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Private's Progress (1956)

In WW2, a failed British officer is selected by his uncle, a Brigadier with the War Office, to participate in a secret operation to "recover" looted artworks from the Nazis.



(based on the story by), (screenplay) | 1 more credit »
Nominated for 1 BAFTA Film Award. See more awards »
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Cast overview, first billed only:
Doctor at Medical
Henry B. Longhurst ...
Mr. Spottiswood (as Henry Longhurst)
Peter Jones ...
Arthur Egan
Miles Malleson ...
Sally Miles ...
David King-Wood ...
Pat (as Derrick de Marney)
Sgt. Sutton
Brian Oulton ...
M.O. at Gravestone Camp
Michael Trubshawe ...
Col. Fanshawe
Prudence Greenslade


Stanley Windrush has to interrupt his university education when he is called up towards the end of the war. He quickly proves himself not to be officer material. This leads him to meets up with wily Private Cox who knows exactly how all the scams work in the confused world of the British Army. And Stanley's brigadier War Office uncle seems to be up to something more than a bit shady too. Written by Jeremy Perkins <jwp@aber.ac.uk>

Plot Summary | Add Synopsis


The film that is respectfully dedicated to all those who got away with it ! See more »


Comedy | War


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Release Date:

17 February 1956 (UK)  »

Also Known As:

Private's Progress  »

Company Credits

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Technical Specs


| (re-issue) (1957)

Sound Mix:

(Western Electric Recording)

Aspect Ratio:

1.37 : 1
See  »

Did You Know?


Forty or so minutes into the film, Terry-Thomas' character goes to watch In Which We Serve, where he finds half the company. Richard Attenborough plays one of the privates watching. Attenborough also happened to star in the film In Which We Serve See more »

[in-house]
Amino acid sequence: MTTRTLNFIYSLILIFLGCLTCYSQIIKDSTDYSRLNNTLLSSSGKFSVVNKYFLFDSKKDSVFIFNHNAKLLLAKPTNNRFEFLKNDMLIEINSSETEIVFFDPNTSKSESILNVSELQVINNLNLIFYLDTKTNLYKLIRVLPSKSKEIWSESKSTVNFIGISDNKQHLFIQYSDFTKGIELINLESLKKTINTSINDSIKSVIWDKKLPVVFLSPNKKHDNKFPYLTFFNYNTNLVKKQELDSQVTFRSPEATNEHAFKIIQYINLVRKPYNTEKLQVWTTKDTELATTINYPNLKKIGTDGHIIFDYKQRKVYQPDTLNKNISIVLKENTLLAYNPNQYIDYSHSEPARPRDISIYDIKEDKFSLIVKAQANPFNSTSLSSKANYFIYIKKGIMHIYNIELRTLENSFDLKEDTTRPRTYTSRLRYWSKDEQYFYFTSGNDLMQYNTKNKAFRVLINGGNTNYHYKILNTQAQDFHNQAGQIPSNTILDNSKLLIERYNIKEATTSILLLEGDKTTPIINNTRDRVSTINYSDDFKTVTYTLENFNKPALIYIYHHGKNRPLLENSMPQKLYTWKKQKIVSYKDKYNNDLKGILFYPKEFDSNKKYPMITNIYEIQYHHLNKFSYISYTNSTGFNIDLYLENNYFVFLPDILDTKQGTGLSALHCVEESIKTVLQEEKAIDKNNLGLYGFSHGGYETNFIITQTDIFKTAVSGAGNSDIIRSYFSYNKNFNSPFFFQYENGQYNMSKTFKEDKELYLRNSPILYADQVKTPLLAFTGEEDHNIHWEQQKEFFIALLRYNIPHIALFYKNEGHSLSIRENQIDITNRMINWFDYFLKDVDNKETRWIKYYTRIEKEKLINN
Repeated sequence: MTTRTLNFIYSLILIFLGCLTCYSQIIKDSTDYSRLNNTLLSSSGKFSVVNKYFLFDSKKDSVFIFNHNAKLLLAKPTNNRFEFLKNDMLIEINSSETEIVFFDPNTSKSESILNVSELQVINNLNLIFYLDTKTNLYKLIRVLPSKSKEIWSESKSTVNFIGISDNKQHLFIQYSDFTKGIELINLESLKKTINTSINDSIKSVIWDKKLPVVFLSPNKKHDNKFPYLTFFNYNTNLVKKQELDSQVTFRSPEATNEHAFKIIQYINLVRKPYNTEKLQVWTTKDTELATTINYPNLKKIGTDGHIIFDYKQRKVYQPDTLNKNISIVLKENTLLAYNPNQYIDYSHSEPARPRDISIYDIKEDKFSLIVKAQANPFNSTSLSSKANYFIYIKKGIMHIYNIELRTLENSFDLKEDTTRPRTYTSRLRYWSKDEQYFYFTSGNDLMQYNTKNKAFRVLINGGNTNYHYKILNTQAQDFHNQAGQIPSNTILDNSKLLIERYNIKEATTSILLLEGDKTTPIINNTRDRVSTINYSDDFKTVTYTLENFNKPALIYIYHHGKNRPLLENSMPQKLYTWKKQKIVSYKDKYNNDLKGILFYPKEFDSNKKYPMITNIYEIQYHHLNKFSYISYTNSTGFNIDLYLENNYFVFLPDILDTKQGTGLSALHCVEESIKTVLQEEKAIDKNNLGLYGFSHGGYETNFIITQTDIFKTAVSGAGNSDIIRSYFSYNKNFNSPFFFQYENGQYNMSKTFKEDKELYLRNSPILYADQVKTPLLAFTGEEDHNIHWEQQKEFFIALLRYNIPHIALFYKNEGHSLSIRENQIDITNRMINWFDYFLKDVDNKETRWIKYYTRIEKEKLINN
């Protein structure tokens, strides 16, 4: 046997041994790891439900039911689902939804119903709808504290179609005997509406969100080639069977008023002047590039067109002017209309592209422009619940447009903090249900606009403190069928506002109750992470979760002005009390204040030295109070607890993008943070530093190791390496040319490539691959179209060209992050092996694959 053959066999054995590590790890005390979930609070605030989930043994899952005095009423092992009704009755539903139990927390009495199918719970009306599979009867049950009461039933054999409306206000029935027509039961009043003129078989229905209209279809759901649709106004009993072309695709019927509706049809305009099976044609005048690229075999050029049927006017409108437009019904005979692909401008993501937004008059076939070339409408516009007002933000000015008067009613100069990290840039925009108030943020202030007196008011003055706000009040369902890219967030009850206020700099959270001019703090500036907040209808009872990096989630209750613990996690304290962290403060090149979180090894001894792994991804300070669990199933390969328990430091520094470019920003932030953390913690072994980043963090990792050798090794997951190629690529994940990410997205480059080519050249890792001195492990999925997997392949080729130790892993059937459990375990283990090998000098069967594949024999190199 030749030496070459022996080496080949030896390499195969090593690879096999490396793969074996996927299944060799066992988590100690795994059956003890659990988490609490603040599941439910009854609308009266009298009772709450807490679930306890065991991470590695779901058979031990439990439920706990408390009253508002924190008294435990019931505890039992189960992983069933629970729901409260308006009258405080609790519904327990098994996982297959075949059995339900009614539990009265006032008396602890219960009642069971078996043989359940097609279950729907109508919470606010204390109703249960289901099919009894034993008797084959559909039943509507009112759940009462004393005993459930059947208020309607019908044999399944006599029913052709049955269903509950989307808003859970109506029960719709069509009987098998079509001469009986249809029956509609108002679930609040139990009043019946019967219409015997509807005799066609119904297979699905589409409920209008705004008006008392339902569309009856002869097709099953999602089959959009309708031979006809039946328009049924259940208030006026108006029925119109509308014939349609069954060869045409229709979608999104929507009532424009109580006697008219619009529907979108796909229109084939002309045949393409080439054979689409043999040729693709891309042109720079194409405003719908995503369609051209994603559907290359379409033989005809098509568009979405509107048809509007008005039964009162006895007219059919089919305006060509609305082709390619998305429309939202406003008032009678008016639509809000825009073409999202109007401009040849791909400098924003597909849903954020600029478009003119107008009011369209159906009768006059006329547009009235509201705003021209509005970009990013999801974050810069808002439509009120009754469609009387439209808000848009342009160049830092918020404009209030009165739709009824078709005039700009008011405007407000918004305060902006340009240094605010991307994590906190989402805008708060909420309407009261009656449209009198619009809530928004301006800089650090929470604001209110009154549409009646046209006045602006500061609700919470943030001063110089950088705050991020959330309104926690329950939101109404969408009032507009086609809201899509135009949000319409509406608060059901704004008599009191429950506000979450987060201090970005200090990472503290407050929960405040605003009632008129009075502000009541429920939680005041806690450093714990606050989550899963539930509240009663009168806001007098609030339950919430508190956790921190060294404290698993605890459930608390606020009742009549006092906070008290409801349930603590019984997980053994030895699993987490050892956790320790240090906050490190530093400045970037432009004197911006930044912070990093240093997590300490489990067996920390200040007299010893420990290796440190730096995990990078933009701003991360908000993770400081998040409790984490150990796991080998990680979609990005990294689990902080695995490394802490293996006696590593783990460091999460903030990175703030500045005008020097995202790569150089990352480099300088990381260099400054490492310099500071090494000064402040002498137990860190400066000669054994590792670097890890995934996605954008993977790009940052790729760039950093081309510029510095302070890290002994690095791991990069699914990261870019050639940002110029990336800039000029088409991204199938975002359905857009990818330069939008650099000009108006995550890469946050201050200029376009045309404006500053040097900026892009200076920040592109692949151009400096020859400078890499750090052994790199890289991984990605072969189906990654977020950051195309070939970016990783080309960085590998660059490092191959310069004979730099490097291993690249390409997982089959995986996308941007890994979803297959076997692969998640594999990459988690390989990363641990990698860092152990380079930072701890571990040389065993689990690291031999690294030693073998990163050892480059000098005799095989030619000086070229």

Arthur Egan: Look Stanley, the British army isn't run by a lot of idiots you know.
See more »

Crazy Credits

At the end of the opening credits, there is a drawing depicting three officers in the "hear, see & speak no evil" stance with the words "the producers gratefully acknowledge the official cooperation of absolutely nobody. See more »


Referenced in Rock Rock Rock! (1956) See more »


There'll Always Be an England
Music by Ross Parker
Lyrics by Hugh Charles
Sung in the pub
See more »

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User Reviews

A nicely executed and very funny satire
14 July 2015 | by (Derry, Ireland) – See all my reviews

"Private's Progress" was the first of the Boulting Brothers' anti-establishment satires, (this time it was the army getting it), and over the years it has built up something of a reputation. It's also very funny, (more 'Private Eye' than 'Punch'), and much more cynical than other British comedies of the time. It introduced us to Ian Carmichael's character Stanley Windrush, the perpetual innocent abroad in a world of charlatans and n'er-do-wells beautifully represented by the likes of Richard Attenborough, Dennis Price and, best of all, the great Terry-Thomas. They are all great company and other familiar faces in the cast include Ian Bannen, William Hartnell, Kenneth Griffith and Christopher Lee. It would take the Americans several years to catch up.

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